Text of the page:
How Freight Forwarders and Front Companies Help Iran Obtain American Technology

October 6, 2020

Publication Type: 

  • International Enforcement Actions

Weapon Program: 

  • Military


Austin Bodetti

Update: On March 3, 2020, Aiden Davidson pleaded guilty in federal court to smuggling goods from the United States to Iran. On July 16, 2020, a judge sentenced him to 46 months in prison. On October 6, 2020, a judge sentenced Joyce Eliabachus to 18 months in prison and a year of supervised release. On July 19, 2022, the U.S. Department of Commerce denied her export privileges until October 7, 2030.

Originally published: June 21, 2019

In the face of tightening U.S. sanctions, Iranian smugglers will likely increase their reliance on several well-worn tactics to acquire American-manufactured products and circumvent trade barriers. Two recent cases pursued by the U.S. Department of Justice against American citizens and their accomplices in Iran demonstrate how Iranian companies employ an effective combination of American brokers, Middle Eastern front companies and freight forwarders, and bank accounts worldwide to obtain goods from the United States.

In one plot, a company in New Hampshire shipped military surplus from a contractor for the U.S. Department of Defense to an Iranian customer by funneling the goods through a Turkish freight forwarder, then taking payments through bank accounts registered in Asian and European tax havens. In the other scheme, a wholesaler in New Jersey sent American-made components for airplanes to freight forwarders in locations throughout the Middle East, enabling a network of Iranian and Turkish front companies to move the items to Iran. Both transactions involved the flow of millions in dollars and merchandise between Iran and the United States.

Aiden Davidson and Babazadeh Trading Company

The first conspiracy centered on Aiden Davidson, an Iranian–American dual citizen who changed his name from Hamed Aliabadi after immigrating to the United States. He used Golden Gate International LLC, a New Hampshire-based company that he formed in 2013, to obtain American military surplus for Babazadeh Trading Company in Tehran. Babazadeh, also known as Babazadeh Hydraulic Trading Group, is a supplier of hydraulic motors and pumps. After buying items requested by Babazadeh, Golden Gate shipped them to Iran through a Turkish front company, the Igdir-based freight forwarder Stare Lojistik Enerji Sanayi Ticaret. Davidson’s scheme lasted from March 2014 to February 2017.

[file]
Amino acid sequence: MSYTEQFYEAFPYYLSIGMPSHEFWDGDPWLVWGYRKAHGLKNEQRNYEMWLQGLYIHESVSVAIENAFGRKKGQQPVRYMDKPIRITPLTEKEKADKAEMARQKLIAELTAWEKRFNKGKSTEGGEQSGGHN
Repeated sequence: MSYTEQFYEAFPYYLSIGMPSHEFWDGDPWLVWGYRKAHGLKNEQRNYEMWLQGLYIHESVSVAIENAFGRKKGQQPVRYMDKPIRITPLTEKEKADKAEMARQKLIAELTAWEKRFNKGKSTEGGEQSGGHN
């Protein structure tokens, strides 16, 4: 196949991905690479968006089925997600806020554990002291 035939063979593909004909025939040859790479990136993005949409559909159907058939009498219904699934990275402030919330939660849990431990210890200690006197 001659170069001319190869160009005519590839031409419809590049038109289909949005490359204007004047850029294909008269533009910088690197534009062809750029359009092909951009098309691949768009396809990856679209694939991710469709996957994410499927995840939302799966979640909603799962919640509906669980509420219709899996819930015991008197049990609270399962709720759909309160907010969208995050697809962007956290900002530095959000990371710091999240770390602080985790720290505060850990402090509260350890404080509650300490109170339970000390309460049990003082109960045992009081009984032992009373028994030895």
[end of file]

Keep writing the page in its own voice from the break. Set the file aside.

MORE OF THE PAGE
Employing a freight forwarder based in Savannah, Georgia, Davidson listed Stare as the consignee for Golden Gate’s shipments abroad when, in fact, the goods traveled from Turkey to Babazadeh in Iran. Some of the goods appear to have included 2,700 items of military surplus that Golden Gate purchased from the U.S. Department of Defense. A criminal complaint on August 31, 2018, described seven shipments to Babazadeh, all of which listed Stare as the consignee. The contents of these shipments ranged from engines and motors to filters, pumps, and valves. Some of the more sensitive military surplus allegedly purchased by Davidson fell within the Commerce Control List. However, the criminal complaint did not specify whether these items reached Iran. Babazadeh reimbursed Golden Gate through bank accounts in Armenia, Cyprus, and Hong Kong. Between 2013 and 2017, Davidson received over $1 million from Babazadeh and other foreign companies not named in the criminal complaint.

Following the criminal complaint, American authorities arrested Davidson on September 2, 2018. A grand jury then indicted him for violating the International Emergency Economic Powers Act (IEEPA) on October 17, 2018, and a superseding indictment on January 9, 2019, charged Davidson and Babazadeh with money laundering and smuggling. His trial will begin on July 9, 2019, in New Hampshire.

Joyce Marie Eliabachus and Peyman Amiri Larijani